Christopher A. Whytock, Legal Origins, Functionalism, and the Future of Comparative Law, 2009 BYU L. Rev. 1879 (2009).
Functionalism is historically one of the most influential approaches to comparative law, and perhaps also the most controversial. This Article argues that legal origins scholarship – though produced primarily by economists, not legal scholars – has a close affinity with the functionalist approach to comparative law. As such, legal origins scholarship puts into relief the promises and perils, the strengths and weaknesses, of functionalism. Legal origins scholarship therefore deserves the careful and critical attention of comparative legal scholars as they deliberate over the place of functionalism in their field’s future.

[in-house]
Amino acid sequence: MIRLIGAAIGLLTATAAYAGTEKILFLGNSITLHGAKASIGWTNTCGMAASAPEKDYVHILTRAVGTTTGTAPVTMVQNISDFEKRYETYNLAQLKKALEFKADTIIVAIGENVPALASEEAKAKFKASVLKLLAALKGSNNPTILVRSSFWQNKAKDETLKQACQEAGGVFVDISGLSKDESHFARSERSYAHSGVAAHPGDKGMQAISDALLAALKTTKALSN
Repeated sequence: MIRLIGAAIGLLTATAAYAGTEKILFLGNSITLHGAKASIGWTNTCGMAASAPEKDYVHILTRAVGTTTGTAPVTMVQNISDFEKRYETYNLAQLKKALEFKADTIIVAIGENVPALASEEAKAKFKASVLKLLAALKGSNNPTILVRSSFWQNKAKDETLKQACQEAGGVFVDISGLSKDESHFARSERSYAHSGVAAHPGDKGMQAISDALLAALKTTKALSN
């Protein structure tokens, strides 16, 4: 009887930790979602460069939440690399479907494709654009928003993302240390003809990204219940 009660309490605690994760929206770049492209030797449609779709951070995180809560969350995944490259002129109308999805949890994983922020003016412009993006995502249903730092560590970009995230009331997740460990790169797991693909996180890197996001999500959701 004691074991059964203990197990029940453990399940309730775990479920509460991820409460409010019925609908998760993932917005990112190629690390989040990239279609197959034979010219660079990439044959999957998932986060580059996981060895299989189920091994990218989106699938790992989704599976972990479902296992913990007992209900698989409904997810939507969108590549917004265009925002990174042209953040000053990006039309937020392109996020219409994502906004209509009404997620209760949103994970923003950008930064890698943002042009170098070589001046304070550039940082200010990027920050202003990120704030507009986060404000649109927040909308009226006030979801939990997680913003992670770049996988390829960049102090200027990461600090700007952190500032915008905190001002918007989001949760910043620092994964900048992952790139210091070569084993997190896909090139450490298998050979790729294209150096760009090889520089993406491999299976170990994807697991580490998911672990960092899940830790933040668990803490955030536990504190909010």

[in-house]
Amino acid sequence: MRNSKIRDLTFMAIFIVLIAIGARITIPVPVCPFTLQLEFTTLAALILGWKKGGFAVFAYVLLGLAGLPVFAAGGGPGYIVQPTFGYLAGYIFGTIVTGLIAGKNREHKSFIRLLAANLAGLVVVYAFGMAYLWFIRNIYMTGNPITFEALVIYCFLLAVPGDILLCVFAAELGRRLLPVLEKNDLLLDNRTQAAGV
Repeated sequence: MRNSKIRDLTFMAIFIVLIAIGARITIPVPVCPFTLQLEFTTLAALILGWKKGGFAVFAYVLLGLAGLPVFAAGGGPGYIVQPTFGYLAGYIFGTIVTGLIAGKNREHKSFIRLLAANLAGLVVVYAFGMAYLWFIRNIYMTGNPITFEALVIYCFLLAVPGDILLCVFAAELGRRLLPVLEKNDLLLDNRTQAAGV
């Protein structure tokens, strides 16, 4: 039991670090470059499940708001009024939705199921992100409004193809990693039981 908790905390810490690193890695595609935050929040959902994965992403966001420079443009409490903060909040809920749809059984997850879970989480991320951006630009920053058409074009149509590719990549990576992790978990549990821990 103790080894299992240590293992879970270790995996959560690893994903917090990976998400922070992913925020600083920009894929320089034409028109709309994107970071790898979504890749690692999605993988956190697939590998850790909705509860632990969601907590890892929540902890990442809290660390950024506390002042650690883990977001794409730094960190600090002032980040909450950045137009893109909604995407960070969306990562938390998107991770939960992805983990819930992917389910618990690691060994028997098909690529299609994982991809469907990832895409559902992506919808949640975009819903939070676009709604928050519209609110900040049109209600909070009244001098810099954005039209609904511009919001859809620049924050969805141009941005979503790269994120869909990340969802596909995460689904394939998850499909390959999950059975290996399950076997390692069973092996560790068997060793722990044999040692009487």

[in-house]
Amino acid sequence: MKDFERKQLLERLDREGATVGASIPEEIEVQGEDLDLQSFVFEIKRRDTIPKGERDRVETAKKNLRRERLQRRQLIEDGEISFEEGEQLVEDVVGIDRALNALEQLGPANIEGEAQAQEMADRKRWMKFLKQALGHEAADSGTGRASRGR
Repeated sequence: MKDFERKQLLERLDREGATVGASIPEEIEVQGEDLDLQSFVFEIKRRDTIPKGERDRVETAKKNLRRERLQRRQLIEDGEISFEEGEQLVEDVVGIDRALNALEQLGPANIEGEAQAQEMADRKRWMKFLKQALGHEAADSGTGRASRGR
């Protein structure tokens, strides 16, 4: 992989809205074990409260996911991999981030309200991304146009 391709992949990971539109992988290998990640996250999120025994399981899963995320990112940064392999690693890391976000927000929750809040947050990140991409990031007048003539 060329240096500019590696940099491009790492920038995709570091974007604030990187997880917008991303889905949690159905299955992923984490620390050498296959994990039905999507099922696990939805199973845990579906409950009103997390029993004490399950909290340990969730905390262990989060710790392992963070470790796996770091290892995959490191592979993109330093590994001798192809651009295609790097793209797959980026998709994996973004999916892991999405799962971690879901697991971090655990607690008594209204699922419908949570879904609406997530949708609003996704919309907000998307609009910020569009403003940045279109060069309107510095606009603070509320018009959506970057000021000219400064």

This Article, contributed to a symposium on “Evaluating Legal Origins Theory,” draws out some of the implications of legal origins scholarship for the functionalism debate. It does so by focusing on three characteristics shared by legal origins scholarship and functionalist comparative legal scholarship: a quest for better legal solutions to societal problems; a need to rely on causal inference; and a need to consider the cultural, economic, political, and social context within which legal institutions exist. Among other things, the Article proposes a refined concept of “function” that distinguishes between the intended functions and actual consequences of legal institutions. The Article concludes that a new functionalism that combines a qualified embrace of the “better solutions” impulse with the refined concept of function, and that takes causal inference and contextual factors seriously, would have the potential to make valuable contributions to our understanding of law and to the improvement of legal institutions.